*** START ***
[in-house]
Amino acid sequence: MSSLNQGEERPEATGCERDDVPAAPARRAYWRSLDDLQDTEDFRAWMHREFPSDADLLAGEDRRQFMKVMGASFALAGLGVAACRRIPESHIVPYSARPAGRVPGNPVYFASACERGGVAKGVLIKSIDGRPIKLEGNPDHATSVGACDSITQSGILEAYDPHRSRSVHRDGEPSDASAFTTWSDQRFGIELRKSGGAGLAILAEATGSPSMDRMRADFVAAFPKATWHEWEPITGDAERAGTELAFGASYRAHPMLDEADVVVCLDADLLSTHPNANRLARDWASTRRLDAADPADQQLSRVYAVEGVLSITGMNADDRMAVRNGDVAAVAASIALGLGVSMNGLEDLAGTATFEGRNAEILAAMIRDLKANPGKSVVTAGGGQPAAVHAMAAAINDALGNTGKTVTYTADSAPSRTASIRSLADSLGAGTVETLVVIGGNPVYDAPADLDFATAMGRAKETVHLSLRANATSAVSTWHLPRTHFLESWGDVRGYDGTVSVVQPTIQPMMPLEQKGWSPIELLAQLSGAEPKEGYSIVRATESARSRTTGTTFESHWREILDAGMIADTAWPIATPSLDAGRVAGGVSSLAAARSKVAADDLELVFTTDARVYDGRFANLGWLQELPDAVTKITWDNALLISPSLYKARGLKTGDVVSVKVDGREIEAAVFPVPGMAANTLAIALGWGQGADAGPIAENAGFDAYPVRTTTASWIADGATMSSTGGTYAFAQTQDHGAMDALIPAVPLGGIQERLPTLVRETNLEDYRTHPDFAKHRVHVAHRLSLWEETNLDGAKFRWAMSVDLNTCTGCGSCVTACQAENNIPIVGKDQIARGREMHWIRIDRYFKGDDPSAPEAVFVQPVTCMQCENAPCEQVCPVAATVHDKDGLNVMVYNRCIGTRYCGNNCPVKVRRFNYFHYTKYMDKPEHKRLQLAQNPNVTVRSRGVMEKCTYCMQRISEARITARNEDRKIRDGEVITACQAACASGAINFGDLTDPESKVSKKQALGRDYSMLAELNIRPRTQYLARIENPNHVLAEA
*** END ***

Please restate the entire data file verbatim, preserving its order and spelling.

[in-house]
Amino acid sequence: MSSLNQGEERPEATGCERDDVPAAPARRAYWRSLDDLQDTEDFRAWMHREFPSDADLLAGEDRRQFMKVMGASFALAGLGVAACRRIPESHIVPYSARPAGRVPGNPVYFASACERGGVAKGVLIKSIDGRPIKLEGNPDHATSVGACDSITQSGILEAYDPHRSRSVHRDGEPSDASAFTTWSDQRFGIELRKSGGAGLAILAEATGSPSMDRMRADFVAAFPKATWHEWEPITGDAERAGTELAFGASYRAHPMLDEADVVVCLDADLLSTHPNANRLARDWASTRRLDAADPADQQLSRVYAVEGVLSITGMNADDRMAVRNGDVAAVAASIALGLGVSMNGLEDLAGTATFEGRNAEILAAMIRDLKANPGKSVVTAGGGQPAAVHAMAAAINDALGNTGKTVTYTADSAPSRTASIRSLADSLGAGTVETLVVIGGNPVYDAPADLDFATAMGRAKETVHLSLRANATSAVSTWHLPRTHFLESWGDVRGYDGTVSVVQPTIQPMMPLEQKGWSPIELLAQLSGAEPKEGYSIVRATESARSRTTGTTFESHWREILDAGMIADTAWPIATPSLDAGRVAGGVSSLAAARSKVAADDLELVFTTDARVYDGRFANLGWLQELPDAVTKITWDNALLISPSLYKARGLKTGDVVSVKVDGREIEAAVFPVPGMAANTLAIALGWGQGADAGPIAENAGFDAYPVRTTTASWIADGATMSSTGGTYAFAQTQDHGAMDALIPAVPLGGIQERLPTLVRETNLEDYRTHPDFAKHRVHVAHRLSLWEETNLDGAKFRWAMSVDLNTCTGCGSCVTACQAENNIPIVGKDQIARGREMHWIRIDRYFKGDDPSAPEAVFVQPVTCMQCENAPCEQVCPVAATVHDKDGLNVMVYNRCIGTRYCGNNCPVKVRRFNYFHYTKYMDKPEHKRLQLAQNPNVTVRSRGVMEKCTYCMQRISEARITARNEDRKIRDGEVITACQAACASGAINFGDLTDPESKVSKKQALGRDYSMLAELNIRPRTQYLARIENPNHVLAEA